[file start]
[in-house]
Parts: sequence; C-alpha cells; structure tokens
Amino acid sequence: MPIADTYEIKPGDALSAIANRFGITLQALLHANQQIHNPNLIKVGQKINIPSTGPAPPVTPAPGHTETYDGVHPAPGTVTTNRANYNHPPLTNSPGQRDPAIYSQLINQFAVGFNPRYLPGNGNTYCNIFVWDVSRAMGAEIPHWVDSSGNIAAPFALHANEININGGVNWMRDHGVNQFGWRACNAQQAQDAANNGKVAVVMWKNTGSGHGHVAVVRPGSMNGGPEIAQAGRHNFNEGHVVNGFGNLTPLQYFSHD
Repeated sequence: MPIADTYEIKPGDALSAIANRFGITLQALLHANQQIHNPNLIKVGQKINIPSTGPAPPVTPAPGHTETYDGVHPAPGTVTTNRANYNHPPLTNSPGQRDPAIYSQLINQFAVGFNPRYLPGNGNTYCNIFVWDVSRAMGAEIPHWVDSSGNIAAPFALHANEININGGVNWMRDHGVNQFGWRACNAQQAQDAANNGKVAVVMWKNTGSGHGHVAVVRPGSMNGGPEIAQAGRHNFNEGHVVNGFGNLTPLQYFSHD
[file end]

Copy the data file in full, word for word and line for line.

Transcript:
[in-house]
Parts: sequence; C-alpha cells; structure tokens
Amino acid sequence: MPIADTYEIKPGDALSAIANRFGITLQALLHANQQIHNPNLIKVGQKINIPSTGPAPPVTPAPGHTETYDGVHPAPGTVTTNRANYNHPPLTNSPGQRDPAIYSQLINQFAVGFNPRYLPGNGNTYCNIFVWDVSRAMGAEIPHWVDSSGNIAAPFALHANEININGGVNWMRDHGVNQFGWRACNAQQAQDAANNGKVAVVMWKNTGSGHGHVAVVRPGSMNGGPEIAQAGRHNFNEGHVVNGFGNLTPLQYFSHD
Repeated sequence: MPIADTYEIKPGDALSAIANRFGITLQALLHANQQIHNPNLIKVGQKINIPSTGPAPPVTPAPGHTETYDGVHPAPGTVTTNRANYNHPPLTNSPGQRDPAIYSQLINQFAVGFNPRYLPGNGNTYCNIFVWDVSRAMGAEIPHWVDSSGNIAAPFALHANEININGGVNWMRDHGVNQFGWRACNAQQAQDAANNGKVAVVMWKNTGSGHGHVAVVRPGSMNGGPEIAQAGRHNFNEGHVVNGFGNLTPLQYFSHD